An exception to the rule is A Nightmare on Elm Street 2, in which Mark Patton’s hysterical Jesse Walsh is terrorised for much of the film. You won’t be surprised to learn his performance is amongst the most ridiculed in the genre. Furthermore, in the last act of this example, the focus switches to Jesse’s hapless girlfriend, filling the supposed male need for a girl in peril.

Clover sees a number of sexual and gender reasons for this pattern in teen horror films. Usually, the films are, or at least were made for males by males. What’s curious is that although the Final Girl needs to be female to experience the “abject terror”, she is very often masculinized (to the extreme of even having a boys name – Sidney, Laurie, Georgie). Certainly, in the traditional Laurie Strode mould (Jamie-Lee Curtis: Halloween, 1978), the Final Girl is chaste, virginal, pure and actively seen to reject sexuality. Indeed, any girl seen to celebrate her beauty or sexuality is a sure-fire goner (Linda in Halloween, Helen in I Know What You Did Last Summer). Clover also highlights that eventually, almost every Final Girl grabs some sort of phallic weapon, such as a knife, dagger or chainsaw to turn the tables on the masked villain.

What’s more, the killer himself (as most of the killers are male, with a few exceptions…Friday the 13th, Urban Legend, Scream 2) is often suffering gender confusion of his own. A prime example would be Norman Bates cross-dressing in Psycho or Billy Loomis’ Mummy and Daddy issues in Scream. Some good rises out of this gender fluidity between killer and Final Girl. Clover believes the gender switch that occurs in the final act, where the girl “steals” the killer’s masculinity reflects the rise of feminism in the horror genre. Personally, in my mind, a female character shouldn’t have to purge her sexuality and beauty in order to satisfy a film audience, but hey-ho.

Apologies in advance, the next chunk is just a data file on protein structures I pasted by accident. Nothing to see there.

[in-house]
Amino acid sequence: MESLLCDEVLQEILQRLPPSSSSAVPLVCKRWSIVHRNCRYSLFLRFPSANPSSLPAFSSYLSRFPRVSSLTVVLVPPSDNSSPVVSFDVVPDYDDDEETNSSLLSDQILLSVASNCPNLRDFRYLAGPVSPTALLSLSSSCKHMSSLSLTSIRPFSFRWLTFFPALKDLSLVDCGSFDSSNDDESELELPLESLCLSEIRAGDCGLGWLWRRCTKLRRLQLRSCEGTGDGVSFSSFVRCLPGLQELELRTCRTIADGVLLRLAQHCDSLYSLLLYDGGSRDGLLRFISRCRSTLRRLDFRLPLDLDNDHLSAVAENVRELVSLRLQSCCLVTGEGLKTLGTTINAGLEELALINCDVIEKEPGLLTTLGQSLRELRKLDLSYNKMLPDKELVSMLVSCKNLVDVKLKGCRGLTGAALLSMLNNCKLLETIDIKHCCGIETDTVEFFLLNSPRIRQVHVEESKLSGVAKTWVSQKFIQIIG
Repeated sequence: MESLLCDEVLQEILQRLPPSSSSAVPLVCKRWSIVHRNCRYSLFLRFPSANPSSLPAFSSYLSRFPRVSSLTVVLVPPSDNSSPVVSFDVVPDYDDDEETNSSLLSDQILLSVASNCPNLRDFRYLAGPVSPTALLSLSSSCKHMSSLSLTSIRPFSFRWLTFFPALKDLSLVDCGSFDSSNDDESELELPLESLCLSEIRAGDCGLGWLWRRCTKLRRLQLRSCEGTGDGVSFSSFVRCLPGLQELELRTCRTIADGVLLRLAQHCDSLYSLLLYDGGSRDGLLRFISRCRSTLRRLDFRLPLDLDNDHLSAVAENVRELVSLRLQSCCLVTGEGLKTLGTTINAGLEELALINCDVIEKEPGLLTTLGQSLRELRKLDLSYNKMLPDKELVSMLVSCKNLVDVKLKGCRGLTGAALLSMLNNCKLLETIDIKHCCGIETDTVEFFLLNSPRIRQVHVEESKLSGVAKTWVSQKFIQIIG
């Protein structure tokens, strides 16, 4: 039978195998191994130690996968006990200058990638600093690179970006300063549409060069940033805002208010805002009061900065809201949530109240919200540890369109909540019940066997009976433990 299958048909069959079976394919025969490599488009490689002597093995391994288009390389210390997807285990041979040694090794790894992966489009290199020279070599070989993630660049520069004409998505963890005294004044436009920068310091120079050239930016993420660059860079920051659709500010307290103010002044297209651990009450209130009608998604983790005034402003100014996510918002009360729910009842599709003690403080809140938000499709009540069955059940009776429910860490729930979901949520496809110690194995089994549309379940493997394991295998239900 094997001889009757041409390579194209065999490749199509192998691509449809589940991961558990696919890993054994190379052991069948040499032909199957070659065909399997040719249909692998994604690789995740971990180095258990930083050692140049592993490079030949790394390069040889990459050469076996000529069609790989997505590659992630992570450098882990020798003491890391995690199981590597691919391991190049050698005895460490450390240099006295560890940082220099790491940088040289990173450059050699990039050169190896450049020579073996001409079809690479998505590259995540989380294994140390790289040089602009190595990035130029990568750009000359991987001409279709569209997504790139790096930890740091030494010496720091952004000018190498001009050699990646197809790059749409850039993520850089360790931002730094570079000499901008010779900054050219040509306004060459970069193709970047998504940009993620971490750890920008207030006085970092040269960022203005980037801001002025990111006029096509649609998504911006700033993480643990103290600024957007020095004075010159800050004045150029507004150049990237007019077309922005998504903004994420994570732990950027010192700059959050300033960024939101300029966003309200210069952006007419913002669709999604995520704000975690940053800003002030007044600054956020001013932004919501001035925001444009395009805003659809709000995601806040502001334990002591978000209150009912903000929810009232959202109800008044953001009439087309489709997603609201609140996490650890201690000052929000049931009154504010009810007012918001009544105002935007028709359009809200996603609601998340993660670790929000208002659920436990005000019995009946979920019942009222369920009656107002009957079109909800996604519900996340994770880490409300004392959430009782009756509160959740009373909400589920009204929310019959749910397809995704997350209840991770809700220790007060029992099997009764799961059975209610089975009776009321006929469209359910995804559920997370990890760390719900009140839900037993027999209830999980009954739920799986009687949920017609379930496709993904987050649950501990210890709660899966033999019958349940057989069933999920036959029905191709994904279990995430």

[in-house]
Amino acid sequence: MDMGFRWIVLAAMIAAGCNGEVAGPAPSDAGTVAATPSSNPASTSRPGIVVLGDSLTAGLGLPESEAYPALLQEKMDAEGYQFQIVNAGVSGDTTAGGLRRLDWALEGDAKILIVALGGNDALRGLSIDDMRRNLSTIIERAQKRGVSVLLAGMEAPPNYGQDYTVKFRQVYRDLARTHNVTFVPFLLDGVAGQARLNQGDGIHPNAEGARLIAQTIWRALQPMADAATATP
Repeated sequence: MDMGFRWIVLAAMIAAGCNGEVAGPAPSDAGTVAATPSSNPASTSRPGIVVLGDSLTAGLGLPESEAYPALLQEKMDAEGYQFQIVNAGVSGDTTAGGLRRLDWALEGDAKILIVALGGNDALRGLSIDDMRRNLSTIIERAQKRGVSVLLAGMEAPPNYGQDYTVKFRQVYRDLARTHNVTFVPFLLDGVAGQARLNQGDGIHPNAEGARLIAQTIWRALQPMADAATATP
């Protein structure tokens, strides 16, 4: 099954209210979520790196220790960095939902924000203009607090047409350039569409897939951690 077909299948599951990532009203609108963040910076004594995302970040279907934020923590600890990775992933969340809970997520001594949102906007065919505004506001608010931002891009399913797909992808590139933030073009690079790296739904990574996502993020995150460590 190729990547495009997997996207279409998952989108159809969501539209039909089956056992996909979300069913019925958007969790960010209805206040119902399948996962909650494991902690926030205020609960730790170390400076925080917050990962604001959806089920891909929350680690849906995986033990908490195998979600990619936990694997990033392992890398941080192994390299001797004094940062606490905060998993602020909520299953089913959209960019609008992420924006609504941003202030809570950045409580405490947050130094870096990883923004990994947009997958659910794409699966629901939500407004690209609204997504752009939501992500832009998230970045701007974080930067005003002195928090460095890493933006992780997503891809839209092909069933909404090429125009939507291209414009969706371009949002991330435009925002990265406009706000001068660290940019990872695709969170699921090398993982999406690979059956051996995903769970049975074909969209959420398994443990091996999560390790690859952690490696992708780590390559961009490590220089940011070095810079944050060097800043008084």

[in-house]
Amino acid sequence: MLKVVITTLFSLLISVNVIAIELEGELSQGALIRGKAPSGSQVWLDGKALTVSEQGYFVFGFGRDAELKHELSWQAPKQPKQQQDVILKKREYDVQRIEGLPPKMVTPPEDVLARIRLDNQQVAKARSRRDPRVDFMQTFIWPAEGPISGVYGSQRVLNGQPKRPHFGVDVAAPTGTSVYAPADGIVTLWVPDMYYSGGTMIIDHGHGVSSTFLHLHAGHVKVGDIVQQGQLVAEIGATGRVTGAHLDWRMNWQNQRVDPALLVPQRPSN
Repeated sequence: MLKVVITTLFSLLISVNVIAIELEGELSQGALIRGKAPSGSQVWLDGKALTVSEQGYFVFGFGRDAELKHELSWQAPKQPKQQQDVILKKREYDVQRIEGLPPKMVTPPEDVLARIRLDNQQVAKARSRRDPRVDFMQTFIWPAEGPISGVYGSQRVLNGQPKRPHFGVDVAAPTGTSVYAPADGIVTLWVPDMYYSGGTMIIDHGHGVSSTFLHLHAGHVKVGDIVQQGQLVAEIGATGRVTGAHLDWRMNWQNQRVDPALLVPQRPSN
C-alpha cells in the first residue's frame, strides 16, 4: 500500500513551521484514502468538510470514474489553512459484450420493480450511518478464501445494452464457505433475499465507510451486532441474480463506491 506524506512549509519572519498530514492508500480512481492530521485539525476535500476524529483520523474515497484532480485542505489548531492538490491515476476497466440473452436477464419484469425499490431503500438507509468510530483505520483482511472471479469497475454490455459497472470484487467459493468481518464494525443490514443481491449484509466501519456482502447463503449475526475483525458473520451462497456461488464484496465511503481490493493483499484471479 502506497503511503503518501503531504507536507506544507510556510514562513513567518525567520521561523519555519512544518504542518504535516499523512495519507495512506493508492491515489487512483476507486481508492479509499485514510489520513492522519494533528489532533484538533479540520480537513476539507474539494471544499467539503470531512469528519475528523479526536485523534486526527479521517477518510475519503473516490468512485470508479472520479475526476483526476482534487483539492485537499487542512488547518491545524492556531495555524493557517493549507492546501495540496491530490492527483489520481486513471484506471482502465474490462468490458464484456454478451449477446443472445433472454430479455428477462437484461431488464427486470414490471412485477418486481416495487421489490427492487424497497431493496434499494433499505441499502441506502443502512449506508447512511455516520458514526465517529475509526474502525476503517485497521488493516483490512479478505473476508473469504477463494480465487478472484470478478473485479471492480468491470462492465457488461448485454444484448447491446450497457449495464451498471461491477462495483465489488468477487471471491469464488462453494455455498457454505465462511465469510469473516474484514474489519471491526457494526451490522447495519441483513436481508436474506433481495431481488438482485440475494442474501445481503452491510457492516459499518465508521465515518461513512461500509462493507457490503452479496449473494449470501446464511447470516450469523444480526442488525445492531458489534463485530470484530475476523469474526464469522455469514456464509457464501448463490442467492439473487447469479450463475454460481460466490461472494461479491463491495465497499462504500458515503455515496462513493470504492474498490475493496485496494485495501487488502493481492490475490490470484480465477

In later films, there were signs of improvement in the gender politics of slasher horror. Mary Celeste Kearney examines the 1990s Final Girls, Sidney Prescott from Scream and Julie James from I Know What You Did Last Summer. These girls were allowed to talk about the constraints of their own characters. Especially in Scream, Sidney (Neve Campbell) and Tatum (Rose McGowan) verbalise what is expected of their role and both fulfil and defy these expectations. That said, of the sassy Tatum and straight laced Sidney, it is still Tatum that dies and Sidney who becomes the Final Girl. Still, it is clear that by the 90s, film-makers recognised there was a female audience for teen slashers.

A final curious example, which has inspired much debate, is Ellen Ripley (Sigourney Weaver) in the Alien franchise. The character of Ripley was scripted as male, and would have originally been played by Tom Skerritt. The official line as to why Ripley became female was because of studio rumours that “strong women” were an upcoming trend. While this could be true, it’s easy to see that just a year after the success of Halloween, Ripley is Laurie Strode in space. Ripley has many characteristics of the Final Girl, she becomes increasingly masculine over the first three Alien films (to the point of shaving her head) and, certainly in the first film, rejecting any sort of sexual role. Conversely, Barbara Cornea argues that in the Science Fiction setting, the sexual and gender undertones of teen horror are largely absent, so Ripley should not be considered a Final Girl.